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Domestic violence in the holidays: For some families, Christmas is a time of fear, not cheer
Family violence: “People want to try and keep their families together or try and make things happy for kids but, behind closed doors, we know that Christmas is really a higher-risk time and there is a lot of domestic violence occurring.” Photo: Sourced.
 

Domestic violence in the holidays: For some families, Christmas is a time of fear, not cheer

Family violence: “People want to try and keep their families together or try and make things happy for kids but, behind closed doors, we know that Christmas is really a higher-risk time and there is a lot of domestic violence occurring.” Photo: Sourced.

 

DOMESTIC violence services are bracing for a high number of calls for support this Christmas holiday break.

It follows a year in which there was a surge in women reporting domestic violence and calling on support services; media saturation coverage of violent deaths; and a government and corporate push to reduce the domestic violence scourge.

“This year has seen increases of up to thirty per cent more people ringing for services. And police call-outs have been higher,” said Karyn Walsh, who is chief executive officer of Micah Projects which operates the Brisbane Domestic Violence Service.

“All the specialist domestic services are very busy at the moment.”

The increase in calls for support has been directly attributed to public reaction following the violent deaths of Gold Coast women Tara Brown and Karina Lock within 48 hours of each other in September 2015.

“Queenslanders were shocked by the deaths of women in public, and there were subsequent deaths after that,” Ms Walsh said.

“I think we did see in confronting reality the consequences of domestic violence resulting in deaths, which has meant we have (subsequently) had a lot of government and corporate leadership.”

There are other reasons too. A surge in the number of children seeking shelter from family violence has been attributed to the “Batty effect”, in the wake of 11-year-old Luke Batty’s murder by his father in Februrary 2014.

Nationally the number of children and young people accessing homelessness services due to family violence has risen 30 per cent, to almost 19,000 a year.

Luke’s mother Rosie Batty has had a significant influence on national public attitudes towards domestic violence, and on donations and allocations of funding, government initiatives as well as police and legal procedures related to domestic violence.

Ms Walsh said community services “are doing all that they can to promote that you can get help”.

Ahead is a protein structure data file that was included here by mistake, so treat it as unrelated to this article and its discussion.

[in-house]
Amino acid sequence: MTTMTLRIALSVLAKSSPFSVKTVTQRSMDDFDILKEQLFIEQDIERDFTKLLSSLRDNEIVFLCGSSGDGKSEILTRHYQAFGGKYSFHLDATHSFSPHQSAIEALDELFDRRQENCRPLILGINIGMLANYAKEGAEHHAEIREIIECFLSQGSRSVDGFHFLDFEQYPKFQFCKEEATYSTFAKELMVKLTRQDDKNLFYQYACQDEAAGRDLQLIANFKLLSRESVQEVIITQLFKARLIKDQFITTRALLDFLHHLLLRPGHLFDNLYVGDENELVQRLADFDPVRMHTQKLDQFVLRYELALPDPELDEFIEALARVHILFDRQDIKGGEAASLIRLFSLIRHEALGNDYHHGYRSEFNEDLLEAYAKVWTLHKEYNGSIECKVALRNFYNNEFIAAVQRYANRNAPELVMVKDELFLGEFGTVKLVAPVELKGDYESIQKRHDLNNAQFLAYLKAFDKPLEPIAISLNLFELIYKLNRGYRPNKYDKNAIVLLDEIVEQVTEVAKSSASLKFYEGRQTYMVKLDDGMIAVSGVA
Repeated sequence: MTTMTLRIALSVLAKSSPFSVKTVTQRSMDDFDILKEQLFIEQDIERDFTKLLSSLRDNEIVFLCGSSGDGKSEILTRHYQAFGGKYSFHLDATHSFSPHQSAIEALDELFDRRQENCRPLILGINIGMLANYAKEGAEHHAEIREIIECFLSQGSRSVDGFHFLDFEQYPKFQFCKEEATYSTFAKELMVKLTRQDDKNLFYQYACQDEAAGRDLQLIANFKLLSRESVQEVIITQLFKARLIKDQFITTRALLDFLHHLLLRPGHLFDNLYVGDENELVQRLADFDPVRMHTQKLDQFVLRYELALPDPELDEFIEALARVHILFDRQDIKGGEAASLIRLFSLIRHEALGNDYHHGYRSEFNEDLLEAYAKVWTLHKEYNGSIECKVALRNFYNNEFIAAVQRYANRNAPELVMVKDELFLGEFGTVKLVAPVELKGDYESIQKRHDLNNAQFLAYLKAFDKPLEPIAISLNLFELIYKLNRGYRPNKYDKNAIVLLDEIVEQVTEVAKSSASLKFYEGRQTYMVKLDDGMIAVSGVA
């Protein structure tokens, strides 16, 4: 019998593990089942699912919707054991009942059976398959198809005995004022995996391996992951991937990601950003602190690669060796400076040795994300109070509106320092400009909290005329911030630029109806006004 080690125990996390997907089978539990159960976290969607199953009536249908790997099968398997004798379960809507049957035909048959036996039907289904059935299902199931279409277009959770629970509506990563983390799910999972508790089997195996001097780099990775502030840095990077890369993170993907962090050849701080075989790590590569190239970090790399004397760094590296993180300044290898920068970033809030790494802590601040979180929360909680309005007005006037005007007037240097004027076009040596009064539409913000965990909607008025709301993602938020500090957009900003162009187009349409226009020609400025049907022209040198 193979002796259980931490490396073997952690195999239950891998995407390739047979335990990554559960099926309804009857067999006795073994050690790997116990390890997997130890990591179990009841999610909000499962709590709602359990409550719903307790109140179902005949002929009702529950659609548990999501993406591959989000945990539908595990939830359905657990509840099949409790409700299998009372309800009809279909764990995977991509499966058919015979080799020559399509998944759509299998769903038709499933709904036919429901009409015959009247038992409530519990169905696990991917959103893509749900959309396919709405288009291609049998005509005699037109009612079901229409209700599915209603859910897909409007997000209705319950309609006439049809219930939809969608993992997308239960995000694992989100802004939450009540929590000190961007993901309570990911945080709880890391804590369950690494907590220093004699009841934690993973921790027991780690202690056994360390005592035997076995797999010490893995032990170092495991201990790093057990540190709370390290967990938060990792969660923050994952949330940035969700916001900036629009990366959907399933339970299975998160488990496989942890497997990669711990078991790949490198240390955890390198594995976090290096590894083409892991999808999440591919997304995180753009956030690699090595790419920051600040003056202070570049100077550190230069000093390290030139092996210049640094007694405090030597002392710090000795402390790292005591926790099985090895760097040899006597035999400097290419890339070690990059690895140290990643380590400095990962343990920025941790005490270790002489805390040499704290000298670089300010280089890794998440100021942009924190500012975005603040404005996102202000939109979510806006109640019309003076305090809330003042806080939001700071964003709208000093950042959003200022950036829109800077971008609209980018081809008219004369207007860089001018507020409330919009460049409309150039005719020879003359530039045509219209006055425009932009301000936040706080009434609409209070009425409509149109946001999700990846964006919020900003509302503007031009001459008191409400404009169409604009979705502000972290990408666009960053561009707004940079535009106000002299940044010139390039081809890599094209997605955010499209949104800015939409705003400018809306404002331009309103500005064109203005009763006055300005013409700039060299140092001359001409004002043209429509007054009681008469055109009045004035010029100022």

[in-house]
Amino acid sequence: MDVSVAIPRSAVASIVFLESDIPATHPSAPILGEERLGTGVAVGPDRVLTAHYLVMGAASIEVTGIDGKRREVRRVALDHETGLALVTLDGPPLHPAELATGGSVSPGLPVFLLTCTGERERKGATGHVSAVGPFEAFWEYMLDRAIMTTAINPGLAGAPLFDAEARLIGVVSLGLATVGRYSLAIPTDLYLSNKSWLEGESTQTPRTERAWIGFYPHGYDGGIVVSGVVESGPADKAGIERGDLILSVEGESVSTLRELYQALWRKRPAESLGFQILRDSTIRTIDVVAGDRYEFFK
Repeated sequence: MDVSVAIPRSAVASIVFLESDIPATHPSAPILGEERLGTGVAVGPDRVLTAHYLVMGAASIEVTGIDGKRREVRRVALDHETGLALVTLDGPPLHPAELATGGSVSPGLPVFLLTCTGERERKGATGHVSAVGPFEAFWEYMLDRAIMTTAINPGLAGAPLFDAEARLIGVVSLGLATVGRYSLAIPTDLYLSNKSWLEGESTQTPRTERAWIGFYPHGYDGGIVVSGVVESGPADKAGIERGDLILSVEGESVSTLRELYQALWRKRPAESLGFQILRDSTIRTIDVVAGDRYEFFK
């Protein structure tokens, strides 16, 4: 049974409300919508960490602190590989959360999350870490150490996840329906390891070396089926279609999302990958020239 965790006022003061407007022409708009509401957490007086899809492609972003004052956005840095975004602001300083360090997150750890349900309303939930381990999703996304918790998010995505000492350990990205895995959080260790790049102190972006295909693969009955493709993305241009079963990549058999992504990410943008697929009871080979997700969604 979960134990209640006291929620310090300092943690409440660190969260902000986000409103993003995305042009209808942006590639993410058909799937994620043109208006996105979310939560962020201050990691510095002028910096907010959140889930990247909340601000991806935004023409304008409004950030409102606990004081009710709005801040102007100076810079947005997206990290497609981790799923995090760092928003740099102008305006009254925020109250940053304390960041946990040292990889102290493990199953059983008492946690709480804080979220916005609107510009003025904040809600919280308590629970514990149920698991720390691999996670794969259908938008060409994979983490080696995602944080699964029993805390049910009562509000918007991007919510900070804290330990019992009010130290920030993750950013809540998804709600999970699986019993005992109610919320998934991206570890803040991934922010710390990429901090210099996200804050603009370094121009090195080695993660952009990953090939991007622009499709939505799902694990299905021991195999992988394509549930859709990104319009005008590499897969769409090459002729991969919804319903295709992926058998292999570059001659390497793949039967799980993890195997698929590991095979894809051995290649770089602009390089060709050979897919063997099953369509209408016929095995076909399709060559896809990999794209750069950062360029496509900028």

“We’re seeing changes in the court process, we’re seeing changes in police culture and attitudes,” she said.

“The courts and police are working at making a protection order mean something to people when people didn’t have confidence in them.

“There’s still a lot that has to be done but the beginnings of it have certainly been cemented this year and we are seeing more people are seeking assistance.”

The Archdiocese of Brisbane was one of the many organisations to initiate change after the State Government taskforce delivered the Not Now, Not Ever report underlining the impact of domestic violence throughout the state.

The archdiocese has introduced paid leave for domestic and family violence victims, and launched an education campaign Rewrite the Story: Let’s End Domestic and Family Violence.

“For a long time domestic violence has been hidden. It happens behind closed doors,” Archbishop Coleridge said when launching the initiatives in May.

“Now that we’re seeing it as it really is we realise the scale of the problem we have in society.

“We decided we had to do whatever it takes – as a Church with all of our resources and energies – to do something about a real social malaise.”

In the lead-up to Christmas, Micah Projects’ Brisbane Domestic Violence Service has just completed “16 Days of Activism”, a campaign to highlight the impact of domestic violence worldwide.

“Amnesty International and the United Nations both recognise that the breaches of human rights violations against women are the most widespread violations of human rights globally,” Belinda Cox, of BDVS, said.

“Women’s rights are human rights.

“Christmas is a particularly sensitive time for families.

“In the lead-up to Christmas, it’s important to consider what some people will be experiencing during what should be a happy time.

“People want to try and keep their families together or try and make things happy for kids but, behind closed doors, we know that Christmas is really a higher-risk time and there is a lot of domestic violence occurring.”

On November 30, the Victorian Catholic bishops joined the wider Australian push to condemn family violence in the strongest possible terms.

In a letter to the Catholic community, a bishops’ statement picks up on the words of Pope Francis that “we must always say ‘no’ to violence in the home”.

Their letter quoted nationwide figures that a woman died at the hands of her partner or ex- partner every week and that one in four children experienced the distress of witnessing their mother being abused.

The bishops said it was women and children who most suffered as victims of domestic violence.

They called for a society where all people were safe in their homes and families, and where violence and abuse were simply not acceptable.

They asked that the whole Church community including priests, parishioners, teachers and the victims themselves worked to prevent violence.

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